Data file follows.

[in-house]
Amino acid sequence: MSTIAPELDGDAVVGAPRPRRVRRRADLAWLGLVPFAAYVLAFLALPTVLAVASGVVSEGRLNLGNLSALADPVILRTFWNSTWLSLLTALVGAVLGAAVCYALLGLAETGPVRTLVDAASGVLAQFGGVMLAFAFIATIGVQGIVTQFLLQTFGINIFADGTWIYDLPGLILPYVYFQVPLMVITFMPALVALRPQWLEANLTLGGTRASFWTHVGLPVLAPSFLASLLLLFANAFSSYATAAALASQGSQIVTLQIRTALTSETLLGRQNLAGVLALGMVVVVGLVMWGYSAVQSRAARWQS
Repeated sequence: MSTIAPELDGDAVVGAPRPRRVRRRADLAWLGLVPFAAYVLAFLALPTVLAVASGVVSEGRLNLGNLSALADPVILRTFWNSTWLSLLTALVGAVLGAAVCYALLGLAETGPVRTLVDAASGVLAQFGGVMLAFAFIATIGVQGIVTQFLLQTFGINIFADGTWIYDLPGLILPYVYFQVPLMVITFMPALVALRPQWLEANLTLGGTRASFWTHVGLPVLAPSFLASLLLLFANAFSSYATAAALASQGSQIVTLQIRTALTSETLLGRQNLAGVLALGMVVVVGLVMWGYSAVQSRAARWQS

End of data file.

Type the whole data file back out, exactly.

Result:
[in-house]
Amino acid sequence: MSTIAPELDGDAVVGAPRPRRVRRRADLAWLGLVPFAAYVLAFLALPTVLAVASGVVSEGRLNLGNLSALADPVILRTFWNSTWLSLLTALVGAVLGAAVCYALLGLAETGPVRTLVDAASGVLAQFGGVMLAFAFIATIGVQGIVTQFLLQTFGINIFADGTWIYDLPGLILPYVYFQVPLMVITFMPALVALRPQWLEANLTLGGTRASFWTHVGLPVLAPSFLASLLLLFANAFSSYATAAALASQGSQIVTLQIRTALTSETLLGRQNLAGVLALGMVVVVGLVMWGYSAVQSRAARWQS
Repeated sequence: MSTIAPELDGDAVVGAPRPRRVRRRADLAWLGLVPFAAYVLAFLALPTVLAVASGVVSEGRLNLGNLSALADPVILRTFWNSTWLSLLTALVGAVLGAAVCYALLGLAETGPVRTLVDAASGVLAQFGGVMLAFAFIATIGVQGIVTQFLLQTFGINIFADGTWIYDLPGLILPYVYFQVPLMVITFMPALVALRPQWLEANLTLGGTRASFWTHVGLPVLAPSFLASLLLLFANAFSSYATAAALASQGSQIVTLQIRTALTSETLLGRQNLAGVLALGMVVVVGLVMWGYSAVQSRAARWQS